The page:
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Biography of the Writer

Beth Day Romulo was born in Fort Wayne, Indiana. She is an American writer and
later became the wife of Gen. Carlos P. Romulo. She obtained her Bachelor of Arts degree
from the University of Oklahoma in 1945. She completed her course in Humanities and in
the School of Professional Writing. She also taught Professional Writing in the Adult School
in Chappaqua, New York. She was on the staff of Douglas Aircraft magazine, and was
editorial assistant for Southwest Review in Dallas, Texas. Thereafter she became a
professional freelance writer and soon became popular as a journalist. She bylined her
articles, Beth Feagles Day, to include the surname of her husband, Donald Day.
She wrote on the following subjects: sociology, history, biography, education,
international relations, aviation, medicine, adventure, current events, art of living, food and
animals. Her articles appeared in Readers Digest, The Saturday Evening Post, Ladies Home
Journal, McCalls, Womans Day, New York Times Magazine, True, Air Facts, Redbook,
Cosmopolitan, Mayfair, Christian Herald, Guideposts, Catholic Digest, Together, Venture,
Gourmet, Rocky Mountain Magazine, Saturday Review, Good Housekeeping, , Writers
Digest, Southwest Review, Asia, Inc. and Tatler. Her articles were also published in
magazines in France, England, the Netherlands, Germany, Italy and the Philippines.

Beth wrote 28 books, some of which were published in condensed form in the
Readers Digest, Ladies Home Journal and Good Housekeeping. Her books were also Book
Club selections by the Book of the Month Club, Catholic Digest Book Club and Weekly
Reader Book Club. Her books were also published in foreign editions in England, France,
Italy and Germany. One book, Modern Motherhood, has been printed in 16 foreign
editions. She wrote books for young people. Among these are Will Rogers, Boy Roper,
Joshua Slocum, Sailor, Talk Like a Cowboy, Eugene Rhodes, Cowboy, Lucille Mulhall,
Cowgirl, Grizzlies, Secret World of the Baby, and Life on a Lost Continent. Her other
books include the following: Little Professor of Piney Woods (later translated to Italian and
German); Grizzlies in Their Back Yard (translated to Italian); Glacier Pilot (translated to
German); No Hiding Place; A Shirttail to Hang To; This was Hollywood; Hey, Im
Alive; Passage Perilous ( adapted for TV); Special Agent, Sexual Life Between Blacks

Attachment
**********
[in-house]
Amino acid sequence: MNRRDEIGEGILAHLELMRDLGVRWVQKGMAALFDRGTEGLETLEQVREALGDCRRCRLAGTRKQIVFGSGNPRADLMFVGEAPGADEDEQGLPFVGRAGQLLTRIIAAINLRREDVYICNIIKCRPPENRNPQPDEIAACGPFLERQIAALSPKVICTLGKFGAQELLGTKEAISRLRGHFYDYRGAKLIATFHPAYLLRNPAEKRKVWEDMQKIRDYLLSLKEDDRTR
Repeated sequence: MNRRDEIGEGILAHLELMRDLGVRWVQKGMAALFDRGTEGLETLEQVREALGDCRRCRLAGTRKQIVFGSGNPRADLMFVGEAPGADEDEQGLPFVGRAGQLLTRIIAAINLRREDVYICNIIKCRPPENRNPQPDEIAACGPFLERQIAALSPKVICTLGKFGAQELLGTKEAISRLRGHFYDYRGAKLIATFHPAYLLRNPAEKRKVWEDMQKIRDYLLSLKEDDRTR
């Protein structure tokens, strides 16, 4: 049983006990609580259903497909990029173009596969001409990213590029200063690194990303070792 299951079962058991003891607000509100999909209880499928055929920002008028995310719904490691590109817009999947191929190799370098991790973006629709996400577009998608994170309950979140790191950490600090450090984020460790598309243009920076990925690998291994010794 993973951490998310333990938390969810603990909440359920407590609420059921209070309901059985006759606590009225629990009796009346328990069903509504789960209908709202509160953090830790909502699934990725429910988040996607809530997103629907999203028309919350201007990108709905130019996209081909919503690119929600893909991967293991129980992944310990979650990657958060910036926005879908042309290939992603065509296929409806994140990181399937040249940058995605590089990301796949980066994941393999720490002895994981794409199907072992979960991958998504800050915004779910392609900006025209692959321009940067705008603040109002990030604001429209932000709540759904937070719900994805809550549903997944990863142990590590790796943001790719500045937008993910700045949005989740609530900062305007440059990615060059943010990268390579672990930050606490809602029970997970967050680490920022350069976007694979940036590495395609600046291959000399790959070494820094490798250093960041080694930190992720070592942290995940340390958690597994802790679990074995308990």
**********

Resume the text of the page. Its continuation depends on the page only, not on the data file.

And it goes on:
and Whites (translated to French;) Im Done Crying; All My Children;" Modern
Motherhood (printed in 16 foreign editions;) and My Name is Dr. Rantzau.She wrote two
television dramas, both of which were shown on television in New York. These were The
Man Nobody Wanted, presented by Four Star Playhouse and No Hiding Place, presented
by General Electric Theater in which Ronald Reagan (later U.S. president) starred. Her
biographical data has been included in Whos Who American Women; Whos Who in the
East; Foremost Women in Communications; The Worlds Whos Who of Women; and
Directory of Distinguished Leadership. She was a member of the Authors Guild, Authors
League, Les Disciples dAuguste Escoffier and Chaine des Rotisseurs. She was also member
of the executive council of the American Society of Authors and Journalists.

In 1978 she married General Carlos P. Romulo who was then the Secretary of Foreign
Affairs, and who was a former army general, president of the United Nations General
Assembly and Philippine Ambassador to the United States. The two were both widowed at
the time. They had previously met in 1958 when she wrote an article about him for an
American magazine. Gen. Romulo died in 1985. After her marriage to Romulo, her articles
and books were bylined, Beth Day Romulo. Her books touching on the Philippines include
The Manila Hotel, Romulo, 40 Years at the U.N. Inside the Palace, and The Philippine
Presidents. The Philippine Womens University and the Baguio Colleges Foundation honored
her respectively with an honorary Doctor of Letters degree. She is president of the
Corregidor Foundation, and board member of Ballet Philippines and FAMEPhil am
Memorials. She is currently executive editor and columnist for the Manila Bulletin.
Complete Piece of the Essay
A Second Look at Feminism
By Beth Day Romulo
When Betty Friedan led the pack of dissatisfied housewives back to the workplace in
the 1950s and 1960s, there were reforms that American women wanted: equal pay, equal